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Government using GPs as scapegoats instead of taking responsiblity for crisis in NHS

Responding to calls from the prime minister, Theresa May, for more seven-day GP access, Dr Chaand Nagpaul, BMA GP committee chair, said:

“GPs deliver care 24-hours a day, seven days a week, and all GP practices must have measures in place for out-of-hours patient care. Many GP practices already offer evening and weekend appointments, and there are examples where extended opening has been abandoned due to lack of demand1. Government funding for extended opening has also been halved in some areas.

“The current crisis in the health service extends well beyond A&Es, with all parts of the NHS, including GP surgeries, working as hard as they possibly and safely can to keep up with demand. Much of the pressure on A&E has nothing to do with general practice: it has to do with seriously ill patients for whom seeing a GP would not prevent a hospital admission. These patients are facing delays in being admitted to hospital because of a chronic shortage of beds, as well as delays in discharging elderly patients due to a funding crisis in community and social care.
“This crisis, which was both predictable and avoidable, is the culmination of a decade of underfunding, and a recruitment crisis that has left one in three GP practices unable to fill vacancies2. GPs are now delivering up to 340m consultations a year and can see up to 60 patients a day. The resulting pressures have led to hundreds of surgeries closing last year because of staffing and funding shortages, and eight in 10 GPs saying they are unable to provide safe patient care because workloads are so great3.

“This is not the time to deflect blame or scapegoat overstretched GP services, when the fundamental cause of this crisis is that funding is not keeping up with demand. This is evidenced by the fact the UK spends less on health and has fewer doctors and beds per head than other leading countries, as highlighted by the head of NHS England, Simon Stevens, only this week. Rather than trying to shamelessly shift the blame onto GPs, the government should take responsibility for a crisis of its own making and outline an emergency plan to get to grips with the underlying cause, which is the chronic under-resourcing of the NHS and social care.”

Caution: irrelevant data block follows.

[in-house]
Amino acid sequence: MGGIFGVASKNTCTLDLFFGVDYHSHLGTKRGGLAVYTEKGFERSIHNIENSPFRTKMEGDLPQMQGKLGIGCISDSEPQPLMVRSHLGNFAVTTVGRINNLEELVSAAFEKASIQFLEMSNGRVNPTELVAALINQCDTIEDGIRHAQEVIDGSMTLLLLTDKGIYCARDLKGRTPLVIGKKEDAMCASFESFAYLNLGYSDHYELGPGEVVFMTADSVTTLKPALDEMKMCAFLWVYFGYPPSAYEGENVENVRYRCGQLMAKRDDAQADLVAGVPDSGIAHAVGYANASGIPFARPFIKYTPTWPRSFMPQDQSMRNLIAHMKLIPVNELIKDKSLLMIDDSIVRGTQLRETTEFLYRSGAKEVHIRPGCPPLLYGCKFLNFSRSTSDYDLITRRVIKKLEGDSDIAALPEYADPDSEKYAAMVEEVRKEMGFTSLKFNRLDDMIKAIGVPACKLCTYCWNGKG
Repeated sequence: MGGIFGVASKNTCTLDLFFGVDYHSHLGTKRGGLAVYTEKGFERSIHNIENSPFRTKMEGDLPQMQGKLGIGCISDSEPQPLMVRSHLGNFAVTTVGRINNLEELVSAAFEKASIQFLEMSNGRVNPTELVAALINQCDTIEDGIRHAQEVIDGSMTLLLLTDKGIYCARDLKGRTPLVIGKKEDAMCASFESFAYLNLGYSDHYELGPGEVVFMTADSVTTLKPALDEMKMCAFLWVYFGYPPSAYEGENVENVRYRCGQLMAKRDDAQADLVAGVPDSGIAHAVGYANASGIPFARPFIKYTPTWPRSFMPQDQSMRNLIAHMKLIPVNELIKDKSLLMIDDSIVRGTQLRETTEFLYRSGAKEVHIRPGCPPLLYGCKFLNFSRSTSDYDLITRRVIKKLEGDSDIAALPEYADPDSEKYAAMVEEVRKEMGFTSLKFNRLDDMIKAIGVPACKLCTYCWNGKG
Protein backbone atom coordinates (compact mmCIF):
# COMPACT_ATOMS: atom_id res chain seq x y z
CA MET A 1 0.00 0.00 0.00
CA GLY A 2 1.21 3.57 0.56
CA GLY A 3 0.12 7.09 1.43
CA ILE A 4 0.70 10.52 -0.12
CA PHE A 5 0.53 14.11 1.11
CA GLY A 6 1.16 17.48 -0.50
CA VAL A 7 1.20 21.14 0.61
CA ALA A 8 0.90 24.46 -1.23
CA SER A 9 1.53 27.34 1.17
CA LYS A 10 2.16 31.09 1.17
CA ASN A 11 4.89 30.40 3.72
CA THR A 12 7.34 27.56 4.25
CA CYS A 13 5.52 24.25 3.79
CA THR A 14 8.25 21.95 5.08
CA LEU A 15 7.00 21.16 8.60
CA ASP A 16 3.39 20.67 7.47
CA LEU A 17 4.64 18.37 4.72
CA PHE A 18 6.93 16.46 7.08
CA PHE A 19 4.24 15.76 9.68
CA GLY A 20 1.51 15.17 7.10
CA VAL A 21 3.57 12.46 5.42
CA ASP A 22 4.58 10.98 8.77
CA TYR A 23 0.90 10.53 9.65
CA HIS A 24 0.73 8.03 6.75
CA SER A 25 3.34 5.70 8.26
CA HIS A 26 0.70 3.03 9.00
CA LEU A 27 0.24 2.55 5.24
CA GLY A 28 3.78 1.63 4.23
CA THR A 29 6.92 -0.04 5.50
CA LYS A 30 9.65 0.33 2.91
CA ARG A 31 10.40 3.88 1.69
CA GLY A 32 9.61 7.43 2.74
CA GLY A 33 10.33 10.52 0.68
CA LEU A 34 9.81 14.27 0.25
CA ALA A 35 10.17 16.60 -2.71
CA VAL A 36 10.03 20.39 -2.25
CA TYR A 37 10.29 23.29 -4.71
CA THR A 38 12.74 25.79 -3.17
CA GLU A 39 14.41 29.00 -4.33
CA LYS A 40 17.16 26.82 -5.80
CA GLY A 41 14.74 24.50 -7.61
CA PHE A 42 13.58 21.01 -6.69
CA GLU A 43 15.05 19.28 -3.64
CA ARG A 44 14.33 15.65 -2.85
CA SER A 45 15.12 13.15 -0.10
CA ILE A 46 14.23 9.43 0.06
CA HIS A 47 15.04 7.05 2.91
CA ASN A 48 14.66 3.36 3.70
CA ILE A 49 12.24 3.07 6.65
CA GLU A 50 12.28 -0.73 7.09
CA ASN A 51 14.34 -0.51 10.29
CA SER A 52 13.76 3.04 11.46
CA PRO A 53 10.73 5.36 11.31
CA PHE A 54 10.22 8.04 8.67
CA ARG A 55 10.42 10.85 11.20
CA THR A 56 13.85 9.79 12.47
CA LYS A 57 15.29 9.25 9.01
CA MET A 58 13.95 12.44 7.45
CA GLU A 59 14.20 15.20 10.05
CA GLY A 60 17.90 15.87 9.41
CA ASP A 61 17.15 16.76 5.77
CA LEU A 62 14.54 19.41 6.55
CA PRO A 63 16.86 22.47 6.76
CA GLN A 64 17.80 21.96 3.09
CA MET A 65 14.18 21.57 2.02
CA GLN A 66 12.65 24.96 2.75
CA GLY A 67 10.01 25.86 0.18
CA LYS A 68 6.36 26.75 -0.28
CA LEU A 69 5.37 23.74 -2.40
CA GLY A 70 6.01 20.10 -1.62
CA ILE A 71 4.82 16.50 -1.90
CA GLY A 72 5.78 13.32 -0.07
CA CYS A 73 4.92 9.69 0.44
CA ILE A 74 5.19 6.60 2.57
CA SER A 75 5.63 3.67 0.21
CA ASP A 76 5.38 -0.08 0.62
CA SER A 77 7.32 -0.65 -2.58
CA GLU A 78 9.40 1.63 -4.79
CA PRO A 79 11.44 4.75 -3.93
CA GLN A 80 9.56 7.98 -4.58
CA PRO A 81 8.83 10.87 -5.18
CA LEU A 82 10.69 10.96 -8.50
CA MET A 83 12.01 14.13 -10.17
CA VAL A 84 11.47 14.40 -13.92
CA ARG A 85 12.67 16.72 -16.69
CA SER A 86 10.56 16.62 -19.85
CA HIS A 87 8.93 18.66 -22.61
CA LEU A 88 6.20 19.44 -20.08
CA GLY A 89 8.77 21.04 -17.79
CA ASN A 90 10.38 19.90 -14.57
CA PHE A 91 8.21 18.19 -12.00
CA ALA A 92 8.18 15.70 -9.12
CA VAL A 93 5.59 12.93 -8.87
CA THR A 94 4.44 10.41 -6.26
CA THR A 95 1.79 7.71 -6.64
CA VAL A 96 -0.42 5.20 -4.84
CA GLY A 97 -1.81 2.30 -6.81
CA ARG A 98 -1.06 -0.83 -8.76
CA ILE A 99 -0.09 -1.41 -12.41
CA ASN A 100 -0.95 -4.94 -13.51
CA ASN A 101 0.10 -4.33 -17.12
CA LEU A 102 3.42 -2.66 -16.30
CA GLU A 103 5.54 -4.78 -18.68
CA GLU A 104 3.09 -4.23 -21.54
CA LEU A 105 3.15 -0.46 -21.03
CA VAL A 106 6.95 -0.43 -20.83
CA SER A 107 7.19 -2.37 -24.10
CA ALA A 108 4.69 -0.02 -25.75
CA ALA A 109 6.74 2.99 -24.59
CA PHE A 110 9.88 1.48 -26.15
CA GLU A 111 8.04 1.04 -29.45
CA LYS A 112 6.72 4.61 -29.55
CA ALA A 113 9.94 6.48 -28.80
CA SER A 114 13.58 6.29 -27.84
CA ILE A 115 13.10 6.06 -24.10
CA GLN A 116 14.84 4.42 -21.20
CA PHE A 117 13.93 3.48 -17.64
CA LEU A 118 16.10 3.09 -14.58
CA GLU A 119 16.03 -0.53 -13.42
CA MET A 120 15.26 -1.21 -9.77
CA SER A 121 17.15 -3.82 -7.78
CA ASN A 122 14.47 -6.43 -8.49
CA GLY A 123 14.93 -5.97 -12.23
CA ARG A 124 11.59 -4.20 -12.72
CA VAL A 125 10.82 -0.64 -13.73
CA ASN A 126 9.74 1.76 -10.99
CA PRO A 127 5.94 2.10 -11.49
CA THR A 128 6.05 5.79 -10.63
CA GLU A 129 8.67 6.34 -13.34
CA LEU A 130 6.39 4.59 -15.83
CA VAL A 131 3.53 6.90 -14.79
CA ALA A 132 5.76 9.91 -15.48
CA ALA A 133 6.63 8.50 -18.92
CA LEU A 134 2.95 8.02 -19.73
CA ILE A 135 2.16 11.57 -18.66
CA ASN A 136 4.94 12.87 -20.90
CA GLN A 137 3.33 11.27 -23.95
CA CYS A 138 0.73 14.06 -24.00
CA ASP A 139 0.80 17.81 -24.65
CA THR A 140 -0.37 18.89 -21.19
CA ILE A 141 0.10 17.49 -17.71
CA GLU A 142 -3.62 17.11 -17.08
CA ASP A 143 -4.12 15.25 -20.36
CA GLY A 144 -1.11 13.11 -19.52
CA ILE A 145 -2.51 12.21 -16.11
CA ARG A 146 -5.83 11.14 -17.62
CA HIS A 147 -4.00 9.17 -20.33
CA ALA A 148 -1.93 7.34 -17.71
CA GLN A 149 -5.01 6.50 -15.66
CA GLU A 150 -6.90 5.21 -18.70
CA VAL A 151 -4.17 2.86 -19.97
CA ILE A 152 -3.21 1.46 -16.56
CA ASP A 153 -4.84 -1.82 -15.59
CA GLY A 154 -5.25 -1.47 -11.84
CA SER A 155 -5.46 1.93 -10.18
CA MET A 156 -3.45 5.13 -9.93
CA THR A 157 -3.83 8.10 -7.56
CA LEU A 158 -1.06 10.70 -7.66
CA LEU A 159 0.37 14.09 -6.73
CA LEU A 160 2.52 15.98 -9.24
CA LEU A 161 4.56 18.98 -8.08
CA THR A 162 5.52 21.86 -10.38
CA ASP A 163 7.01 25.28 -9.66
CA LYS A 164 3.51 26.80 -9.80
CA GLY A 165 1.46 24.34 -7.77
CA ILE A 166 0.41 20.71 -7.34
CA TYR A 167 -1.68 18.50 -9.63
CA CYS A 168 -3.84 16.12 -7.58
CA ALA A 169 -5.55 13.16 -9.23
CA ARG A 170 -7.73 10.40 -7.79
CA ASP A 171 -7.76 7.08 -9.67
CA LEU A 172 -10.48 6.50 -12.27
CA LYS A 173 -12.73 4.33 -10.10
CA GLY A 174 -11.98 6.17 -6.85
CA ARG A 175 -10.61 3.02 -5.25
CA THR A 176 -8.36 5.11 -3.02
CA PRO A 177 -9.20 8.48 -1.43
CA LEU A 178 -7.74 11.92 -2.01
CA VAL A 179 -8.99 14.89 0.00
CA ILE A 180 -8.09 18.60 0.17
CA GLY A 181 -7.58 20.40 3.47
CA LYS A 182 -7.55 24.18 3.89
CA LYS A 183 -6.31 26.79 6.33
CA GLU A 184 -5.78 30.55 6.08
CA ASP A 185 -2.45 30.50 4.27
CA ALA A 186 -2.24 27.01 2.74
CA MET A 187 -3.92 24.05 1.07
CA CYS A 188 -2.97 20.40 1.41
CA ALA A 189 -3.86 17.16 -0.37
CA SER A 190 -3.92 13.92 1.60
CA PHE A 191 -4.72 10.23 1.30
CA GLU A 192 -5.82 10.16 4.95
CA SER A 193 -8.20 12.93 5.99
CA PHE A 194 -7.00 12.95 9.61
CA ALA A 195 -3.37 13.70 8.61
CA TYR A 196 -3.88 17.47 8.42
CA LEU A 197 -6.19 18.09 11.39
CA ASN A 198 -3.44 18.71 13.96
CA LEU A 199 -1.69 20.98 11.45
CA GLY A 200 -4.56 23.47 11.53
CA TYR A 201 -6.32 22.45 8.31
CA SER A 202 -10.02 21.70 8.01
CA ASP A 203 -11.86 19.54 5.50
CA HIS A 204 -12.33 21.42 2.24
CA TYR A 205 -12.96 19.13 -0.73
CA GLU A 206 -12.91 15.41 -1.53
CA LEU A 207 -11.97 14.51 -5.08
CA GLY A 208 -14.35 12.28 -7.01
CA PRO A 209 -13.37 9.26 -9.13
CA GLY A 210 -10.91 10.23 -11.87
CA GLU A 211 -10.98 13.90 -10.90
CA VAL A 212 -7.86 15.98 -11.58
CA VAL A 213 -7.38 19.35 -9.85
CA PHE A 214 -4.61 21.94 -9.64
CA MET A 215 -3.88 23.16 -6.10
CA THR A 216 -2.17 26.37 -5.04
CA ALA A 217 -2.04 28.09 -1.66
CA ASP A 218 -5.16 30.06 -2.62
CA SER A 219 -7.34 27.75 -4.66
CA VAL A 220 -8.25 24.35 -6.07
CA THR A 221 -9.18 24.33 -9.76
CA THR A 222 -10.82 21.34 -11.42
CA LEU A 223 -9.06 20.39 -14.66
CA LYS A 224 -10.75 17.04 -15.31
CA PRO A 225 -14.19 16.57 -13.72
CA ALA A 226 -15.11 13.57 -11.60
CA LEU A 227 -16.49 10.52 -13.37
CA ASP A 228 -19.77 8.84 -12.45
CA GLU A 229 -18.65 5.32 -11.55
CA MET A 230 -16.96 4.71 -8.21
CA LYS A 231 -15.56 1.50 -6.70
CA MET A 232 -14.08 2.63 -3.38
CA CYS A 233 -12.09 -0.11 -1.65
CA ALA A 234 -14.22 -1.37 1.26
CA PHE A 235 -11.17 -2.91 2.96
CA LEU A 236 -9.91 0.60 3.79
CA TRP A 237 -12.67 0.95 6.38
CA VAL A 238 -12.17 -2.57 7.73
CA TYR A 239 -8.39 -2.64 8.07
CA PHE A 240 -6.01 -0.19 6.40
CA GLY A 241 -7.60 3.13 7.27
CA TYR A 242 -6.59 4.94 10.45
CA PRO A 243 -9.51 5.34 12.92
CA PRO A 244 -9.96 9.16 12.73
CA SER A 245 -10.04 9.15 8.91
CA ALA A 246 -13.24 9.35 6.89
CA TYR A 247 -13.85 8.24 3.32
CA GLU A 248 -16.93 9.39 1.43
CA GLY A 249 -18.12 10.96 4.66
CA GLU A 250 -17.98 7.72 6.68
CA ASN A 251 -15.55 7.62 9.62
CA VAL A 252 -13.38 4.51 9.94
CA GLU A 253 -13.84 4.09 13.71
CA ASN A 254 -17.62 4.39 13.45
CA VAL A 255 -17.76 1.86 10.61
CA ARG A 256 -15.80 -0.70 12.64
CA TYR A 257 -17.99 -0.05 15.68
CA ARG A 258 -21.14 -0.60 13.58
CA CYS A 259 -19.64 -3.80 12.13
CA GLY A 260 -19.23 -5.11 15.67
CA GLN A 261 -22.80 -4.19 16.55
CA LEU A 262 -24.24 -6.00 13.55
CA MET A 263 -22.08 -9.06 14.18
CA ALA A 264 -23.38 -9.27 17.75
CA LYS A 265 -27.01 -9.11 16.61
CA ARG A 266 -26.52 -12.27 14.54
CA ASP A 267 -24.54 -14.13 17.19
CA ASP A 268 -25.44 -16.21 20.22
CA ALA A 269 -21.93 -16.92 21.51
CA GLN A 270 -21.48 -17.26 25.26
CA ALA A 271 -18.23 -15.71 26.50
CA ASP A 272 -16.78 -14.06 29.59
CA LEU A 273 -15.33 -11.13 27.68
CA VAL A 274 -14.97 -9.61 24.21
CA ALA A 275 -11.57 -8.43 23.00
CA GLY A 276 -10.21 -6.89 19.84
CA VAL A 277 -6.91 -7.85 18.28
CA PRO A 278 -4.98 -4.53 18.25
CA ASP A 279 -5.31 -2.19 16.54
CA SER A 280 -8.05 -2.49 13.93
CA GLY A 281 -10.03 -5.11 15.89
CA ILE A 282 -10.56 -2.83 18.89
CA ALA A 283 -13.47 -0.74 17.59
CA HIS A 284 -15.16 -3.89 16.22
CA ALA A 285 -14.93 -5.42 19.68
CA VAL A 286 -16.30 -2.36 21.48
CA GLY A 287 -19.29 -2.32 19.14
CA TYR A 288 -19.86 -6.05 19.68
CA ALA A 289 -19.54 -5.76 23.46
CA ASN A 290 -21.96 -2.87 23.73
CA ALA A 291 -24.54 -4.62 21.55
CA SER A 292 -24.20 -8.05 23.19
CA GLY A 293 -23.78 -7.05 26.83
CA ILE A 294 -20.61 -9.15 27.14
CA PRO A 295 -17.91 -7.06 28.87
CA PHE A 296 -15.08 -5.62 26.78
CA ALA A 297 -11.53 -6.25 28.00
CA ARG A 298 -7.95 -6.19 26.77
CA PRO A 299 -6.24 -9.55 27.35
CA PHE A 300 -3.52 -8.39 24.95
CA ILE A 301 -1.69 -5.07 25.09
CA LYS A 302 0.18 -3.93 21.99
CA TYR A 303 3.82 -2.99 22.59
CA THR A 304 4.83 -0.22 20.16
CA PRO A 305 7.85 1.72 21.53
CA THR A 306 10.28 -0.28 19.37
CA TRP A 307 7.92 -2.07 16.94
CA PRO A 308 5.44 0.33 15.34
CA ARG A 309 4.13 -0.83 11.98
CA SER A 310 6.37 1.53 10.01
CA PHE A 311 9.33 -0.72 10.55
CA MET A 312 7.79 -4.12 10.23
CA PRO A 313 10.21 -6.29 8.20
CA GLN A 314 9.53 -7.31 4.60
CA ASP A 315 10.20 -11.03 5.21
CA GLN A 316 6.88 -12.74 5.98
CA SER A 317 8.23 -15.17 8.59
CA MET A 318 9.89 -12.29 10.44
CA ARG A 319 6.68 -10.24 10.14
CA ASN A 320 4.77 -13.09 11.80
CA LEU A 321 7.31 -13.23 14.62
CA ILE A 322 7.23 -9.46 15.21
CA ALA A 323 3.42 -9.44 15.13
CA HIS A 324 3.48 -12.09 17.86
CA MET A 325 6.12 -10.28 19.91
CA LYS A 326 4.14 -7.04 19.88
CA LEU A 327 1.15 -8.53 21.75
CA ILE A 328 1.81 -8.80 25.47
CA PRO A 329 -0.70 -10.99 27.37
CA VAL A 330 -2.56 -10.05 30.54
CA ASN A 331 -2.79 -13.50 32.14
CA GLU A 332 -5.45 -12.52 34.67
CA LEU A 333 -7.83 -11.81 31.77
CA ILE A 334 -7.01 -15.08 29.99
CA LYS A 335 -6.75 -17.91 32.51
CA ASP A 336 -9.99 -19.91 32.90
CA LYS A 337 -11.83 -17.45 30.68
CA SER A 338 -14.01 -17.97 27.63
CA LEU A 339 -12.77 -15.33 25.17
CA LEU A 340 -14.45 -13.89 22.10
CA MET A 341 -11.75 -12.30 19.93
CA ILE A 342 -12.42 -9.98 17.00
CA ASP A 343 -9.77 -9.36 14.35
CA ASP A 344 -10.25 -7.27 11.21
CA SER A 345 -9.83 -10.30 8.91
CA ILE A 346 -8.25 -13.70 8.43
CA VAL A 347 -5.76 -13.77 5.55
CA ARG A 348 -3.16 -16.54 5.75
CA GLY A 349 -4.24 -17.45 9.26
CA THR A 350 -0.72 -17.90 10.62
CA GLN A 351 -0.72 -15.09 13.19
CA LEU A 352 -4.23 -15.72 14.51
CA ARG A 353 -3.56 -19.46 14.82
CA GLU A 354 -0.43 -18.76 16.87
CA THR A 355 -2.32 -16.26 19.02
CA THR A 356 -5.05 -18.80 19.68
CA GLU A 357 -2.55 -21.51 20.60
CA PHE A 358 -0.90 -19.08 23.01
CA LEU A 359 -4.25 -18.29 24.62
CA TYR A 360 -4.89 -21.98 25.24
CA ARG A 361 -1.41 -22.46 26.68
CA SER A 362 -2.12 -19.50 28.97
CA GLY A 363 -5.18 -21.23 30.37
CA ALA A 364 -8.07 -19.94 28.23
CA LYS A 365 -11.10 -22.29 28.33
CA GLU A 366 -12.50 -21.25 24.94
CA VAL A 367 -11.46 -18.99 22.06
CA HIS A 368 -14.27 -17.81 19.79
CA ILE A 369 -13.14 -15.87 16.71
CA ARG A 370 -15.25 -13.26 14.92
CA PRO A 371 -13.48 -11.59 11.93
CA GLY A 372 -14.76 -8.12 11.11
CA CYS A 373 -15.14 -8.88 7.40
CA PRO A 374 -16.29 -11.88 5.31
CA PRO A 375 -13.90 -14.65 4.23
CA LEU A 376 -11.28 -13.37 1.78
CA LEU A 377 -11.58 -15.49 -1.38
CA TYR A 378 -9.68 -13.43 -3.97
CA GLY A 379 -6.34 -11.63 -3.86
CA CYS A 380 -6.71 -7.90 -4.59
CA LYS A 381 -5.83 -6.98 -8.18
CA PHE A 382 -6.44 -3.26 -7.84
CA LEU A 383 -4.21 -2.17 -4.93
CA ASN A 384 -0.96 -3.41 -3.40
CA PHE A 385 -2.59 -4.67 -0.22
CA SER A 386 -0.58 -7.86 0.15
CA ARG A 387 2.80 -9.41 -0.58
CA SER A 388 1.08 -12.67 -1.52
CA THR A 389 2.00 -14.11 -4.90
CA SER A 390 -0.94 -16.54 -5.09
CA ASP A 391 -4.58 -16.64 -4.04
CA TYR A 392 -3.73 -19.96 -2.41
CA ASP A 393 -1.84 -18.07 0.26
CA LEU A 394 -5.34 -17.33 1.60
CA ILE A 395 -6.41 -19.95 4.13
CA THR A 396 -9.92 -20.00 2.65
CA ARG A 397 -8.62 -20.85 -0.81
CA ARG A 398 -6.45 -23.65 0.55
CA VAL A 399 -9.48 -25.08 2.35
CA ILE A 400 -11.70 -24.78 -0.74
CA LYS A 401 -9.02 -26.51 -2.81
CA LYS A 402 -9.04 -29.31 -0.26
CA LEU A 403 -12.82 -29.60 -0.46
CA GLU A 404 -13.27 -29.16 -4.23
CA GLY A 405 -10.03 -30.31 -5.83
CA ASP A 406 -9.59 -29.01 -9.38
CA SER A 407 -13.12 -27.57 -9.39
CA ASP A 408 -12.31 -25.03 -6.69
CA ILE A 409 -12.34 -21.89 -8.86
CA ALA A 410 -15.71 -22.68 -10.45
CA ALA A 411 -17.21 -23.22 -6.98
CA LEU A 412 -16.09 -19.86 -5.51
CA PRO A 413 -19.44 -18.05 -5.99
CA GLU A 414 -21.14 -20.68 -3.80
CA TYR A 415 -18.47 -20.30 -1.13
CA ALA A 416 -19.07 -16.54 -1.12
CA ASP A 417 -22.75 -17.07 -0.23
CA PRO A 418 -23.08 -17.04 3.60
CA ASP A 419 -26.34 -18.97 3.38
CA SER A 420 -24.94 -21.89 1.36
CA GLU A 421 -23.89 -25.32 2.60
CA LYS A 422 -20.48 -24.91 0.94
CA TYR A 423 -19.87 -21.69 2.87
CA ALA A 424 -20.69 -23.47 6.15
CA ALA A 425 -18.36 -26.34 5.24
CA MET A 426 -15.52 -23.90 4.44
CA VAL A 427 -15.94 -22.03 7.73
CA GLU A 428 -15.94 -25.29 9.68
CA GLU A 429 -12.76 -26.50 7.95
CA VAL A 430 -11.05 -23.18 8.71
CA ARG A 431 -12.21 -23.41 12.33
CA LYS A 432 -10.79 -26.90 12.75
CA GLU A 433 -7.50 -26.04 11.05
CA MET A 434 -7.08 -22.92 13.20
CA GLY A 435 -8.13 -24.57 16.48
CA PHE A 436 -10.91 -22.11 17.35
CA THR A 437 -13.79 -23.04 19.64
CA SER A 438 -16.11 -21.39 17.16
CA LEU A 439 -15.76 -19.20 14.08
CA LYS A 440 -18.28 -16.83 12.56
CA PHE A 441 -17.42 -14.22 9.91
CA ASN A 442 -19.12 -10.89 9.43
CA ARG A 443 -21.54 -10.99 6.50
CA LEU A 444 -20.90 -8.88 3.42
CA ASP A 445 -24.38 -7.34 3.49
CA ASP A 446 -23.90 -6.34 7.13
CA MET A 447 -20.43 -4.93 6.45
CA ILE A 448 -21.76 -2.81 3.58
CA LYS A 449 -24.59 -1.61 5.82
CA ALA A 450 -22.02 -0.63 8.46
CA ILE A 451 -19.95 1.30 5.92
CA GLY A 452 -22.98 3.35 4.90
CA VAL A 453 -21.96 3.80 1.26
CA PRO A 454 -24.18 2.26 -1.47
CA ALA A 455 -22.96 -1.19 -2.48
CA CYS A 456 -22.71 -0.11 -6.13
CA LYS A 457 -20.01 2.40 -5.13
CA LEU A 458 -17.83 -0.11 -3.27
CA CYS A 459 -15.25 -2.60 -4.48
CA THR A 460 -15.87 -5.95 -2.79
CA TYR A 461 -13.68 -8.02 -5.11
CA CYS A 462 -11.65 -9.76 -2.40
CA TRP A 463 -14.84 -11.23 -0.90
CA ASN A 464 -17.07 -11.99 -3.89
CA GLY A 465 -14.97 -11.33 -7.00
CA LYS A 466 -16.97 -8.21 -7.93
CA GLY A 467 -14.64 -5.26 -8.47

Notes to editors

The British Medical Association (BMA) is the voice of doctors and medical students in the UK. It is an apolitical professional organisation and independent trade union, representing doctors and medical students from all branches of medicine across the UK and supporting them to deliver the highest standards of care.
1. A study of seven-day GP access by NHS England found that many Saturday and Sunday appointments were not filled, and that the costs far outweighed the savings made in reduced A&E attendance.
2. Almost a third of GP partners who run GP practices in England have been unable to fill GP staff vacancies for a year. More information is available here.
3. Eight out of ten GPs (84 percent) believe that workload pressures are either unmanageable or excessive and are having a direct impact on the quality and safety of the care they deliver to patients. More information is available here.
4. The BMA’s briefing paper on NHS winter pressures is available here.
5. For media enquiries, please email [email protected], or call 0207 383 6448.

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